If you don’t use Twitter, you can also check-out all of my “tweets” on Twitter profile page.

You might also be interested in The Best Tweets Of 2015 – So Far.

July 3, 2015
by Larry Ferlazzo

PBS News Hour Video: “Teachers tap into brain science to boost learning”

Teachers tap into brain science to boost learning was the title of a PBS News Hour report last night. You can read the transcript here.

There was some ridicule of the program on social media, but I think what the teacher is doing is pedagogically sound. Though I don’t have students in my mainstream students combine words with gestures, as she does, it’s certainly a common practice among ELL teachers. I even have a related “Best” list: The Best Resources On Students Using Gestures & Physical Movement To Help With Learning.

July 3, 2015
by Larry Ferlazzo

Classroom Instruction Resources Of The Week

Each week, I publish a post containing three or four particularly useful resources on classroom instruction, and you can see them all here.

You might also be interested in The Best Articles (And Blog Posts) Offering Practical Advice & Resources To Teachers In 2015 – So Far.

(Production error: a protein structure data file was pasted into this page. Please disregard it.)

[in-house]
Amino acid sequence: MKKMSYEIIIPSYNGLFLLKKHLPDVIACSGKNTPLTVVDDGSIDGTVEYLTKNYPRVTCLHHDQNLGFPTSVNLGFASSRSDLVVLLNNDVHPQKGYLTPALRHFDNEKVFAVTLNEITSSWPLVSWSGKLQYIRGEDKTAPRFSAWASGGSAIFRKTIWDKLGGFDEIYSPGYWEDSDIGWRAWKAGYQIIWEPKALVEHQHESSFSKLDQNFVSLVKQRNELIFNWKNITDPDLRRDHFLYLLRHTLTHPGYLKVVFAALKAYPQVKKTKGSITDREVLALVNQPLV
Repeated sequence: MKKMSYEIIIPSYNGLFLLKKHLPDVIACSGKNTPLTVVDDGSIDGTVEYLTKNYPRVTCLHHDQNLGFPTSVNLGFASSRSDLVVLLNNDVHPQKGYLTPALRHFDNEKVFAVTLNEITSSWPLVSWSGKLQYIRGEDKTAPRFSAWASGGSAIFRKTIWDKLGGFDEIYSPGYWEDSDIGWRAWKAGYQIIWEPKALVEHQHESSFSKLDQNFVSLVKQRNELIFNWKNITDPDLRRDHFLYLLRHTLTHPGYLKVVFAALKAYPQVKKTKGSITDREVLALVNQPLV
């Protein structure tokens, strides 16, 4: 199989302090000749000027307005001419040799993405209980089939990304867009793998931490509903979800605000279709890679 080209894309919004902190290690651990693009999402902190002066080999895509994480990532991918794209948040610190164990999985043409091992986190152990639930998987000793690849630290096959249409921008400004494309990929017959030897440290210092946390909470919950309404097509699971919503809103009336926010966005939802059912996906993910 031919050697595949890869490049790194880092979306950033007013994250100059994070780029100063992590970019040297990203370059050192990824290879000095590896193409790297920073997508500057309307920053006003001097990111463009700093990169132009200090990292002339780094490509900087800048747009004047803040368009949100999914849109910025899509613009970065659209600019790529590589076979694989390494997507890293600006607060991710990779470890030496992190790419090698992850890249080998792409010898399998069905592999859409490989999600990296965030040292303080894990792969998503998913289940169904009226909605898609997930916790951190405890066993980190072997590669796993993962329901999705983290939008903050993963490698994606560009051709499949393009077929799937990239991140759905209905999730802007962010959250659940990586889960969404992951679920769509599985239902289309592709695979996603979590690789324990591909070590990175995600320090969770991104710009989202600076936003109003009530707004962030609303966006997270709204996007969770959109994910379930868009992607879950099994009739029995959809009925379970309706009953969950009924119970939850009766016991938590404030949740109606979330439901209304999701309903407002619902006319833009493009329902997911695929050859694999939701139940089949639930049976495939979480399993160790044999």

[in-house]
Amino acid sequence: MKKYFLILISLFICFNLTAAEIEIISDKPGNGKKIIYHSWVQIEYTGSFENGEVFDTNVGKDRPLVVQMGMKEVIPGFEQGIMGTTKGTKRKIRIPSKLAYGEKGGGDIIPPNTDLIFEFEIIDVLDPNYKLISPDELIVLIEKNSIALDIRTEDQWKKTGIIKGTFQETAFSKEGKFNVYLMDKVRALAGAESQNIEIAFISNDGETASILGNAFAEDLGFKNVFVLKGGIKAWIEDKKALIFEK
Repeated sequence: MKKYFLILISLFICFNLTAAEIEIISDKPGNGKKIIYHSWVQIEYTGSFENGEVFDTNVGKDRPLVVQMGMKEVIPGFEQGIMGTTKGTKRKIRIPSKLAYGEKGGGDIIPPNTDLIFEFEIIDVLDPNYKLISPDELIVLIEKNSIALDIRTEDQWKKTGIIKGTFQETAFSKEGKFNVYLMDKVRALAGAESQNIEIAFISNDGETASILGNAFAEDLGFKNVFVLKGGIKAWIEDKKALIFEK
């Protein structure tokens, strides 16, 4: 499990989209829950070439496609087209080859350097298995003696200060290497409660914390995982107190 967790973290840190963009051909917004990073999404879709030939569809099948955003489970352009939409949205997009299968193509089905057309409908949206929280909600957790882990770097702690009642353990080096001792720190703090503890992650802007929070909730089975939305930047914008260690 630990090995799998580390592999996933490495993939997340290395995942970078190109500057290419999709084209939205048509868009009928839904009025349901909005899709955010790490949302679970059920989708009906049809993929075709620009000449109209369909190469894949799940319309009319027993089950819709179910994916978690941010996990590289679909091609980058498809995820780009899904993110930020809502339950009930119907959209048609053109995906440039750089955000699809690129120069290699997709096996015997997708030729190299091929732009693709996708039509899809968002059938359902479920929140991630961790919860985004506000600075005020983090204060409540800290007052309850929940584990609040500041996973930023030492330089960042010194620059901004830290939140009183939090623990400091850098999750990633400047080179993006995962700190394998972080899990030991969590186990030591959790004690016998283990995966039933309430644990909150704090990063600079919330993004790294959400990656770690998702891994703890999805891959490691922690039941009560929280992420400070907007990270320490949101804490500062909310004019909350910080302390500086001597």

Here are this week’s picks:

Encouraging the Einstein and Edison in Everyone is by Ainissa Ramirez and appeared in Edutopia. I’m adding it to The Best Sources Of Advice On Helping Students Strengthen & Develop Their Creativity.

Nine Ways to Help Students Embrace the Revision Process is by John Spencer. I’m adding it to The Best Posts On Writing Instruction.

Blogstitute: Moving Beyond the 4×4 Classroom is by Kelly Gallagher.

Here’s a great piece about how to make primary resources accessible to struggling readers.

I’m adding this tweet to The Best Resources On “Close Reading” — Help Me Find More:

I’m adding this tweet to the same list:

And this one goes to the same list, too:

I’m adding this next tweet to The Best Resources For Learning How To Write Response To Literature Essays: